The trial court's order not only disbursed sums from the court registry to the Millikans, but also recited the fact that USAA had stipulated that none of the plaintiffs in the case had been completely compensated for their losses and ruled based on Duncan, supra, that "no right of reimbursement to United Services Automobile Association for the medical expense payments made by them to each of the Plaintiffs arose or became applicable because of the failure of the Plaintiffs to be fully compensated for their losses by the judgment entered in this case." Although reciting the USAA stipulation was not error, the trial court erred to the extent that the above quoted portion of its order attempted to rule on the merits of USAA's cross-claim after the cross-claim had been dismissed under OCGA § 9-11-41 (a).
We must vacate that portion of the lower court's order addressing the merits of USAA's dismissed cross-claim. Pursuant to OCGA § 9-11-41 (a) and (e), USAA properly informed the court that it did not wish to pursue the cross-claim in the present action. Its voluntary dismissal deprived the trial court of jurisdiction to decide the merits of the claim, so that portion of the order was improper and must be vacated. See Smith v. Mem. Med. Center, 208 Ga. App. 26, 28 (1) ( 430 S.E.2d 57) (1993).
This result is proper whether USAA is classified as an intervenor or as an involuntary plaintiff. OCGA § 9-11-19 (a) provides a method by which one party may require an indispensable party to join an existing action and either present its claims or waive them through the application of res judicata. See Stenger v. Grimes, 260 Ga. 838, 839 (1) ( 400 S.E.2d 318) (1991) (providing method to require parties to assert claims arising out of same accident); Citizens Exchange Bank c. v. Kirkland, 256 Ga. 71 ( 344 S.E.2d 409) (1986) (providing that the failure of a party to assert a cross-claim in one action may estop the party from later bringing that claim). But nothing in the statute requires a party to assert a claim and submit that claim to the trial court for a ruling on the merits. Just as a party is not required to file an answer to a complaint, or assert a particular defense, so may a party decline to have the court address the merits of its claim. Voluntary dismissal of a claim under OCGA § 9-11-41 is a method by which the party may "escape from an `untenable position'" whether or not its failure to assert the claim will later have res judicata effect. See Lakes v. Marriott Corp., 264 Ga. 475, 476 ( 448 S.E.2d 203) (1994). The issue of whether USAA will, at some later date, be authorized to reassert this dismissed claim is not before the court, and any opinion we offered on that question would be premature. Neither are we called on to determine whether, despite its dismissal of the cross-claim, USAA remains a party to the case below. In the matter before us, we are presented with only one question. In answer to that question, USAA was entitled to voluntarily dismiss its cross-claim, and once it entered that dismissal the trial court had no authority to render a decision on the merits of the cross-claim.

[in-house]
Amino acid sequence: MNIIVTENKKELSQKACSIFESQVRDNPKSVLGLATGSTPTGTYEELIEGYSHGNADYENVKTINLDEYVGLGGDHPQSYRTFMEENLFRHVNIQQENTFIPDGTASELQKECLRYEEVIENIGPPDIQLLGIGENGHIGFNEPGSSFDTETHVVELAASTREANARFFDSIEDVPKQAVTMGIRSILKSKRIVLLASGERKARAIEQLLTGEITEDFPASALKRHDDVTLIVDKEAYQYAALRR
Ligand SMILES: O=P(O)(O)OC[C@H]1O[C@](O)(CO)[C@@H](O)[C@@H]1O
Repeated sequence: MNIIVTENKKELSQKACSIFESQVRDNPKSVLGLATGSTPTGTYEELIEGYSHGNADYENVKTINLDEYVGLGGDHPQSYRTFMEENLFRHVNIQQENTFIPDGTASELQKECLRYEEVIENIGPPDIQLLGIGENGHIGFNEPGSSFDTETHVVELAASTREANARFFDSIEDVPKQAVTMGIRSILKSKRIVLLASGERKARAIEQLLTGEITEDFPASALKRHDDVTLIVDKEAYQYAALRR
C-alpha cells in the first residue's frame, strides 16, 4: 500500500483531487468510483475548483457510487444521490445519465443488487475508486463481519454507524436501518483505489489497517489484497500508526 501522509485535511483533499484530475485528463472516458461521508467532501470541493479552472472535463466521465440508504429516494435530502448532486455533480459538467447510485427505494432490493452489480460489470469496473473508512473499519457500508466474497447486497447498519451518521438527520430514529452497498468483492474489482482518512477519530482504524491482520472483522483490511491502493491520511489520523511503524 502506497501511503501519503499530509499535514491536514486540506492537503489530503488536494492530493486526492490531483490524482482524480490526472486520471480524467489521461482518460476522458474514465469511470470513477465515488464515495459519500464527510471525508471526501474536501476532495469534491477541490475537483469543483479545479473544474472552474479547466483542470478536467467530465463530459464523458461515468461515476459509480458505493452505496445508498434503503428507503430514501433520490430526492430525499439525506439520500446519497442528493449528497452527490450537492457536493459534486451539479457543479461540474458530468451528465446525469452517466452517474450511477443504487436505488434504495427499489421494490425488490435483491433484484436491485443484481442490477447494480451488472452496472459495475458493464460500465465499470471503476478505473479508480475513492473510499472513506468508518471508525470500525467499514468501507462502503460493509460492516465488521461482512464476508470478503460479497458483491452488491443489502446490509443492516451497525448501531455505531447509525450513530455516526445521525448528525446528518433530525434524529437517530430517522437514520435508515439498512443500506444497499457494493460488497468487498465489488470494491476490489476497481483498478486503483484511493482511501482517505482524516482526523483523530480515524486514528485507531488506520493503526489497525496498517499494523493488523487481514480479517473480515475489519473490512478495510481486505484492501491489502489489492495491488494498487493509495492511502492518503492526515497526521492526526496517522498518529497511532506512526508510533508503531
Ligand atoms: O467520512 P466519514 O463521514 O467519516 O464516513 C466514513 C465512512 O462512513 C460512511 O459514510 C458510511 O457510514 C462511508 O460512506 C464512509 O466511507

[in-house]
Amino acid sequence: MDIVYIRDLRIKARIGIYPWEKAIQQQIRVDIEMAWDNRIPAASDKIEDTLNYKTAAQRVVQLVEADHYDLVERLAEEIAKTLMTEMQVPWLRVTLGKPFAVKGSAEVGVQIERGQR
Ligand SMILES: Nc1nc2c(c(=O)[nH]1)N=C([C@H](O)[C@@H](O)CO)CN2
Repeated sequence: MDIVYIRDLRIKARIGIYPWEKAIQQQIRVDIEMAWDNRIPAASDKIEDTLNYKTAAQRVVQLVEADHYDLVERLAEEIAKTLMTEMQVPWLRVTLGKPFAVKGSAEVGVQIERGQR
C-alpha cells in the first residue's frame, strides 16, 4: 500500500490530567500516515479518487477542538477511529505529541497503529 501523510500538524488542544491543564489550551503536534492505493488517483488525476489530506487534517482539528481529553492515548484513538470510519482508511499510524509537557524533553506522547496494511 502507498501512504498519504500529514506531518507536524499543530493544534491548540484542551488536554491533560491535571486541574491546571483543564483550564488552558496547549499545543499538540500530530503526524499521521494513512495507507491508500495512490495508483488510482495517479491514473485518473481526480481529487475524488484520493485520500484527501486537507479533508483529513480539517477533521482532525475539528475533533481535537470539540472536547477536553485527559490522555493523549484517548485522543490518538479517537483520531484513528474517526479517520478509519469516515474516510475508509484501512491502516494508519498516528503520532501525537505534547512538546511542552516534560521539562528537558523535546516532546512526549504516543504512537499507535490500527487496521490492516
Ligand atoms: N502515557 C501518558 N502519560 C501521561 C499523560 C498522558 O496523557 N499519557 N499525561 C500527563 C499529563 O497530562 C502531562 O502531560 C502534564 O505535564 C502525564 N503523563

Judgment affirmed in part and vacated in part. Blackburn, J., concurs. Andrews, C.J., concurs in judgment only.